BPH (Enlarged Prostate)

As a man ages, his prostate typically grows. The additional tissue may cause urinary problems, and eventually a loss of bladder function. Michigan Institute of Urology can help.

What is Benign Prostatic Hyperplasia (BPH)?

Benign prostatic hyperplasia (BPH) is a common condition. As men age a non-cancerous enlargement of the prostate often occurs. This can lead to a blockage of the urethra and cause issues with urination. This condition may block urine flow to the lower urinary tract, a condition known as LUTS.

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What causes Benign Prostatic Hyperplasia?

Your prostate may become larger as you age, often beginning in your 40s – 50s, sometimes earlier. The condition, called BPH, is non-cancerous and is very common. But it’s important to have BPH treated because the enlargement tends to block the urethra and urine flow out of the body. Without treatment, an eventual loss of bladder function can occur. Although commonly related to an enlarged prostate in men, symptoms can also be due to urinary tract infections, bladder or kidney stones, urethral stricture/scar tissue formation, inflammation of the prostate (prostatitis), problem with the nerves to the bladder, or a cancer of the bladder or prostate. That’s why it’s important to see your urologist if you experience these symptoms.


Some or all of the following symptoms may occur with BPH:

  • Difficulty starting your urinary stream
  • Inability to completely empty the bladder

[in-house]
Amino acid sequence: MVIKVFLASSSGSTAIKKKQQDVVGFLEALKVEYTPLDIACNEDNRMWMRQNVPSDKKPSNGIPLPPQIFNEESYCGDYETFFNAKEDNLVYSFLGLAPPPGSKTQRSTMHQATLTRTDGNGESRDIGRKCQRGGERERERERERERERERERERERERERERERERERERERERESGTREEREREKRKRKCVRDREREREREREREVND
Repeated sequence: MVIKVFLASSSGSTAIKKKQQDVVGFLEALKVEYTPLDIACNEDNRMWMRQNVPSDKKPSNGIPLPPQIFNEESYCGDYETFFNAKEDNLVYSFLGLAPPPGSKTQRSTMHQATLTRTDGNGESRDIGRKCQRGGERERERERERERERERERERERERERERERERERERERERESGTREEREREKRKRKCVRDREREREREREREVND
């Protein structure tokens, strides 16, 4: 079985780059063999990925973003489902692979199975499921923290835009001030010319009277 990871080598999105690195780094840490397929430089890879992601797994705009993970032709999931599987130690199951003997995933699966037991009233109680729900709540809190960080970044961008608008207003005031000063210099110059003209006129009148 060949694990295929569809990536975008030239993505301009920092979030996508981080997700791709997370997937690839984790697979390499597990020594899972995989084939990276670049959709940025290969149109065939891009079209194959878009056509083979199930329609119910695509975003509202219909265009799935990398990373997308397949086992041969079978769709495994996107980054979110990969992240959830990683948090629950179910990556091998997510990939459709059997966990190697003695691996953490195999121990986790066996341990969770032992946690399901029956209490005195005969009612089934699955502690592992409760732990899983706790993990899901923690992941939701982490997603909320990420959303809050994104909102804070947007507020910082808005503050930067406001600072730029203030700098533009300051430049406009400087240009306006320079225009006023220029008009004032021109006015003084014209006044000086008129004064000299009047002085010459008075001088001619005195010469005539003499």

• Straining to urinate
  • Sudden urge to urinate
  • Urinating more often
  • Urine leakage
  • Waking up at night to urinate
  • Weaker urine stream

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How is Benign Prostatic Hyperplasia diagnosed?

What to know before your visit to Michigan Institute of Urology in Southeast Michigan:

  • During your visit, your doctor will ask about your medical history and will exam your abdomen and genitalia. You may be asked to complete a short survey regarding how you urinate.

Tests that may be performed during or after your visit:

  • Digital rectal exam: The size of your prostate, and any possible abnormalities, are determined as your physician inserts a finger into your rectum.
  • Urinalysis: A urine test evaluates for blood in the urine or infection.
  • Cystoscopy: This is a procedure performed in the office where the physician inserts a small scope into the penis to assess the urethra for any scar tissue and evaluate the prostate for any evidence of obstruction.
  • Prostate ultrasound: A probe is inserted into the rectum to check the size and shape of the prostate.
  • Blood test: A blood test called a PSA (prostate-specific antigen) test will help determine your risk for prostate cancer.
  • Post-void residual: You are asked to urinate. Then you are checked to make sure you are emptying your bladder.
  • Urine flow: You urinate in a funnel to assess the speed of your urinary stream.
  • Urodynamics: A small tube is inserted into the penis and another into the rectum to help measure the pressures in the bladder during urination.
  • Urocuff test: An easy, in-office test to measure urine flow with the use of a small cuff around the penis.

How is Benign Prostatic Hyperplasia treated?

We offer a variety of BPH treatments to put you at ease and help protect your bladder and your kidneys. BPH is among the leading reasons men visit the urologists at Michigan Institute of Urology, and why we are dedicated to offering the most advanced treatments to suit a range of needs.

View BPH Treatment Pathway


  • Lifestyle modifications: The most conservative course of action is best to try first, unless circumstances warrant a more aggressive approach. These simple steps may include changing bathroom habits and dietary changes.
  • Alpha blockers: Medication to relax the prostatic urethra and bladder neck, making urination less difficult. Most common are tamsulosin (Flomax), silodosin (Rapaflo), and alfuzosin (Uroxatral).